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Accuracy of the register is extremely important. We expressed concerns about the abolition of the annual canvass in previous debates; today, we are discussing the same thing in a different way. We were concerned about the Secretary of States ability to override the chief electoral officer and, indeed, the legislation. We are now looking at the matter slightly differently. Our amendments would ensure that a canvass took place in 2015 and every 10 years thereafter, so that even if one canvass was delayed, others would be carried out in those years.
We were a little concerned about the abolition of the annual canvass, but having discussed it with the former CEO, we understood some of the reasons. He felt that it would be better if he could deploy his resources on encouraging people to register rather than carrying out an annual canvass. I can appreciate both sides of the argument, but I am concerned that the Secretary of State could say that a canvass should never be carried out. It is important to hold a canvass every so often, as people move or slip through the net.
The Government and the hon. Member for Argyll and Bute have a common interest. It is our intention broadly to mirror the provisions on anonymous registration, for the reasons that we discussed in the Committee of the whole House some weeks ago. Anonymous registration is vital to protect individuals who feel threatened and we agree with it. The question is how to do it.
The new clause would replicate the provisions of the Electoral Administration Bill, and the reason I cannot accept the new clause is not that we are not on the same wavelength in respect of anonymous registration but because there are differences in the operation of electoral law in Northern Ireland. There are registration conditions and anti-fraud measures that do not apply to the rest of the United Kingdom, including, for example, proof of identity requirements at the polling station that are not necessary in Great Britain and which make anonymity more difficult to maintain. There is a range of reasons.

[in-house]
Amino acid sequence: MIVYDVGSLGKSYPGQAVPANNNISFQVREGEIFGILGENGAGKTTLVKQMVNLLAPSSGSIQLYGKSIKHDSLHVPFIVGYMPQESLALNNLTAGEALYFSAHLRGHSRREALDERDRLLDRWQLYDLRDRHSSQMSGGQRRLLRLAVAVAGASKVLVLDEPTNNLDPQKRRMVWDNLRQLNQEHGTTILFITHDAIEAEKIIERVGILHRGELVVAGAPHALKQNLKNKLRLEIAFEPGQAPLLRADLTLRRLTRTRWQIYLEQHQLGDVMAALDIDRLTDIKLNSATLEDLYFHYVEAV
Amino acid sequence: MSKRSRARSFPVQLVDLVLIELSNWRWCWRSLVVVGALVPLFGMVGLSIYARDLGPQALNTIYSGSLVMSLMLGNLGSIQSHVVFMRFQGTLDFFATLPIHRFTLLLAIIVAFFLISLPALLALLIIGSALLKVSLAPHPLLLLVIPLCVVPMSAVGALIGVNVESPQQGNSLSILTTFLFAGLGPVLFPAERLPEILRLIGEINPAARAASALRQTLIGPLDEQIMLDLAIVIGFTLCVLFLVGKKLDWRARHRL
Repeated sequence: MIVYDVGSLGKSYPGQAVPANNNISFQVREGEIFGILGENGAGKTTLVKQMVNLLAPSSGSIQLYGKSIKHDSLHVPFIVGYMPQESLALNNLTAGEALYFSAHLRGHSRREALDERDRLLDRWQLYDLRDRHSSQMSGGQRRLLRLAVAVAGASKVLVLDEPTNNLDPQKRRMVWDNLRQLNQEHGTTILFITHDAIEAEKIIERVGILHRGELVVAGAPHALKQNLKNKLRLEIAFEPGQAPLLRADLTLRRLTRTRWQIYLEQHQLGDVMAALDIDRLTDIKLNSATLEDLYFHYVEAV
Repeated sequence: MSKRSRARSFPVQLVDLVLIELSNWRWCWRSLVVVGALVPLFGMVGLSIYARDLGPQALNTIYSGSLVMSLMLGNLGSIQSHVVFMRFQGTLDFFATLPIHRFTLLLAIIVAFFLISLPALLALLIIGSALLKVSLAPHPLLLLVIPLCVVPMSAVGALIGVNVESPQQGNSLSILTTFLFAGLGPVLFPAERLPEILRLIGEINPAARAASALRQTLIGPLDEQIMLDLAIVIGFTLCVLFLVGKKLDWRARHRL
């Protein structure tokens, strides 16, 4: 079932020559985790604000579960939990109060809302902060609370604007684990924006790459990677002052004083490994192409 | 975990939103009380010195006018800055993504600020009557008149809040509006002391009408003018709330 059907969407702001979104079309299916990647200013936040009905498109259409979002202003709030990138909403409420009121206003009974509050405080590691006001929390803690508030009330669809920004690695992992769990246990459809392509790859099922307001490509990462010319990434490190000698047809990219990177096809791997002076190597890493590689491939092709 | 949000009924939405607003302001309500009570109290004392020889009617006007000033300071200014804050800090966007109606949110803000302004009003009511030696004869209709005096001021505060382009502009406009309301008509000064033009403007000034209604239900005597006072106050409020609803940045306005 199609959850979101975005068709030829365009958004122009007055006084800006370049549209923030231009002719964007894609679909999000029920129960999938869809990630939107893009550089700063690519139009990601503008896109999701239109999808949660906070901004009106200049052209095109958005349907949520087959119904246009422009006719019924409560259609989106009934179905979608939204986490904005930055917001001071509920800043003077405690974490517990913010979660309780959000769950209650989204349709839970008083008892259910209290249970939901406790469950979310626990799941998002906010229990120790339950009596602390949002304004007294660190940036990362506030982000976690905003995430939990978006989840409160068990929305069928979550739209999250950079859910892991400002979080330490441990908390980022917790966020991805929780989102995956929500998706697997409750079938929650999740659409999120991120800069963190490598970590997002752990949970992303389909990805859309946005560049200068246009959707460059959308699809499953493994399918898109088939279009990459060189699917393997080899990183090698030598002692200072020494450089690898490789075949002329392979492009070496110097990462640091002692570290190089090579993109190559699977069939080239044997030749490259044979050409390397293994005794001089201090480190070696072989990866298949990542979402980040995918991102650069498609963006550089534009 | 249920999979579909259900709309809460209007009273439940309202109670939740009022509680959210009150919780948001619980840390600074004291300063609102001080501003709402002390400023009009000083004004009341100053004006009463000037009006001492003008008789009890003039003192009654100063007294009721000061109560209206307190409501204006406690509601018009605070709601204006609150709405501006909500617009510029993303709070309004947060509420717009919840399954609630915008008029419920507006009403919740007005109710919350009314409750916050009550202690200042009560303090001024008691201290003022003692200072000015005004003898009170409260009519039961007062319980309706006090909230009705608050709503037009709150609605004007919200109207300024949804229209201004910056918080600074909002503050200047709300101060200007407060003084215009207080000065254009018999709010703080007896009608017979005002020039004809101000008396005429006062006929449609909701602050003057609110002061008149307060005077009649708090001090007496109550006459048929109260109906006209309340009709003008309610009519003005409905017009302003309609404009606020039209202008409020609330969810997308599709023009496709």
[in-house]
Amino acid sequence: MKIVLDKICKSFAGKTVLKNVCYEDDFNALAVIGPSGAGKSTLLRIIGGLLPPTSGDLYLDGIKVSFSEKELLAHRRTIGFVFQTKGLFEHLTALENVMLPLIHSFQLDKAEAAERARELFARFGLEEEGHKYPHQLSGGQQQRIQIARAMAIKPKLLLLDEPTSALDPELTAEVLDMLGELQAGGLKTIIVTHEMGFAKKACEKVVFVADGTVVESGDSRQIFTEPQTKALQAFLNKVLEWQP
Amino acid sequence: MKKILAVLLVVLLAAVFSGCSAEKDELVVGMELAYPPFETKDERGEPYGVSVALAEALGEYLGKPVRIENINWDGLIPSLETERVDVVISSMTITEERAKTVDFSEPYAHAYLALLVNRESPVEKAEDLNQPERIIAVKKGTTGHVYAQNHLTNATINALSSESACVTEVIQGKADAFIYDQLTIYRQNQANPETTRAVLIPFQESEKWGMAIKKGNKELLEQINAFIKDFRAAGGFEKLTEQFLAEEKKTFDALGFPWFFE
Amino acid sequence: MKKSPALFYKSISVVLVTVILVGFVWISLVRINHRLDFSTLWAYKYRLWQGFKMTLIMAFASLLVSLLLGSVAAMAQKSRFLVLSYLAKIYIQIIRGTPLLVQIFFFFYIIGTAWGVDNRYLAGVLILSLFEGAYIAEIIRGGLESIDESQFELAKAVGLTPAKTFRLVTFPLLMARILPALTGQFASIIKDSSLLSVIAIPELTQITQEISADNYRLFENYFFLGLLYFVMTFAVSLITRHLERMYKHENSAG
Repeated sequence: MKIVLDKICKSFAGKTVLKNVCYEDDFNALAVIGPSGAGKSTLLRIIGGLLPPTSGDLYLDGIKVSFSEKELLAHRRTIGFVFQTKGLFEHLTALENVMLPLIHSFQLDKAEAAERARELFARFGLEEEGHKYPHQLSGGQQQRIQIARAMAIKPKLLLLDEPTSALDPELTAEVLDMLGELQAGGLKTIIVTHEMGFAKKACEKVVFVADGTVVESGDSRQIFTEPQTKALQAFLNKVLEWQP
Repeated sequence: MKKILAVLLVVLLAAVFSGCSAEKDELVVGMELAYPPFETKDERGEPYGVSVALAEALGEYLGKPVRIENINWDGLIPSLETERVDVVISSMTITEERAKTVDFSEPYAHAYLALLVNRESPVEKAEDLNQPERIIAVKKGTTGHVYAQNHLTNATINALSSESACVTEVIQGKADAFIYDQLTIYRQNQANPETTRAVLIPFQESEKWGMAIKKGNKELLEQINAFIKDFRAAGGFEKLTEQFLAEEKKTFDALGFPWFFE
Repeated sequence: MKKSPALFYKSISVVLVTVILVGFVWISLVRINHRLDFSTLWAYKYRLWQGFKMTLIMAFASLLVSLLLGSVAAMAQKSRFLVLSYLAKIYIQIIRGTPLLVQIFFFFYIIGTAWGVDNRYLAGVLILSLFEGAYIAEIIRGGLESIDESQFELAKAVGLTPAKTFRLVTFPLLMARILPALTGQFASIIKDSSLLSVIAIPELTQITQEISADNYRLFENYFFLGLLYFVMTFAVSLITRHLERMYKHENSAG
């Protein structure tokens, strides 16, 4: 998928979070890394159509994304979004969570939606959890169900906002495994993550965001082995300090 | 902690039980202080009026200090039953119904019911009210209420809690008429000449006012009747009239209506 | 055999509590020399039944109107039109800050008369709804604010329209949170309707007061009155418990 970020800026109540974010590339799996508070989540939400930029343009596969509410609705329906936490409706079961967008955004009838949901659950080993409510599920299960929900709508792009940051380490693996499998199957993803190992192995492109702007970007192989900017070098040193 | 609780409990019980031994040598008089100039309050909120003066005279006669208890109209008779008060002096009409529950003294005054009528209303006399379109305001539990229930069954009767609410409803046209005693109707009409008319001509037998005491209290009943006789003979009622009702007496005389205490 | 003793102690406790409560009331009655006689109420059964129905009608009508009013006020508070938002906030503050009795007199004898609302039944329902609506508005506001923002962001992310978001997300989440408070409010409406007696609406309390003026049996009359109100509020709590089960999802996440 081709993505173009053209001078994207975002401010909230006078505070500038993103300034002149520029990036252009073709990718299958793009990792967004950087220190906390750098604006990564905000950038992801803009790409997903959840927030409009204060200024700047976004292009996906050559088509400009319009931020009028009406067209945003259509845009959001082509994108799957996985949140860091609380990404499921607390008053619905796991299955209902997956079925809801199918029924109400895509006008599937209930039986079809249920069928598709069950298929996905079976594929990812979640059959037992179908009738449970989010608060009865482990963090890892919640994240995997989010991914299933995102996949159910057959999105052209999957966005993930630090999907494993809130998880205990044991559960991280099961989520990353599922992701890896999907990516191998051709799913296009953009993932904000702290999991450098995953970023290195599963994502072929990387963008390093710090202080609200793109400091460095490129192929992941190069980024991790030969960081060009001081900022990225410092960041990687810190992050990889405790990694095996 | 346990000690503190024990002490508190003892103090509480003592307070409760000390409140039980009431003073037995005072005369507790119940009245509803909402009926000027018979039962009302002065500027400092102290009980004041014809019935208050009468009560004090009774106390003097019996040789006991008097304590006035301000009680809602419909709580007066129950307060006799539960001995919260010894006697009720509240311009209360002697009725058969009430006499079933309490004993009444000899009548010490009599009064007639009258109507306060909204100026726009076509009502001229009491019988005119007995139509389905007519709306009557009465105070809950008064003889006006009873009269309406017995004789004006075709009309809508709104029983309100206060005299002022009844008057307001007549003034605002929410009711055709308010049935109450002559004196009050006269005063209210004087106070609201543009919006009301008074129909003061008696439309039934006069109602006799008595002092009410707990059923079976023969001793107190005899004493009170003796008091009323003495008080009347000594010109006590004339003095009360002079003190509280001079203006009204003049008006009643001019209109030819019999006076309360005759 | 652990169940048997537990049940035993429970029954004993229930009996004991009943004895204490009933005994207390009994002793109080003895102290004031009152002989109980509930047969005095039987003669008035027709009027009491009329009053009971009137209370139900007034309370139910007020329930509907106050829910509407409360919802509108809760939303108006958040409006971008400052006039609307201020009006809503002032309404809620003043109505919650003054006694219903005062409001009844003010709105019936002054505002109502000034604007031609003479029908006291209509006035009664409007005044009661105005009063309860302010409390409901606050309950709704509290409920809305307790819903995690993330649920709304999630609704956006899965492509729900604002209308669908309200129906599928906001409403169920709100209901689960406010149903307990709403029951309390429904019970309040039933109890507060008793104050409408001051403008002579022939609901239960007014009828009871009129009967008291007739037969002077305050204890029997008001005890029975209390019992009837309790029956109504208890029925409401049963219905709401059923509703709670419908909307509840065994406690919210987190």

We shall introduce an Order in Council to give effect to the same principle that the hon. Gentleman wants to achieve, but in a Northern Ireland context. The proposals will be introduced later so that we can consider their implications for Northern Ireland, but the principle is exactly the same. I want anonymous registration in due course and we shall introduce the order after the consultation process. We hope that that will not be long after the scheme is introduced in Great Britain and that any difference in time scale will be a matter of only a few months. I hope that it will be only a few weeks, and that we can introduce the order quickly.
I appreciate that the hon. Gentleman does not support the whole idea of Orders in Council. I realise that they are not amendable and that that gives rise to difficulties, but on this occasion there are real reasons, which I have outlined, for an Order in Council. I do not expect that he will disagree with the content of the order because it will achieve his objectives, but in a Northern Ireland context.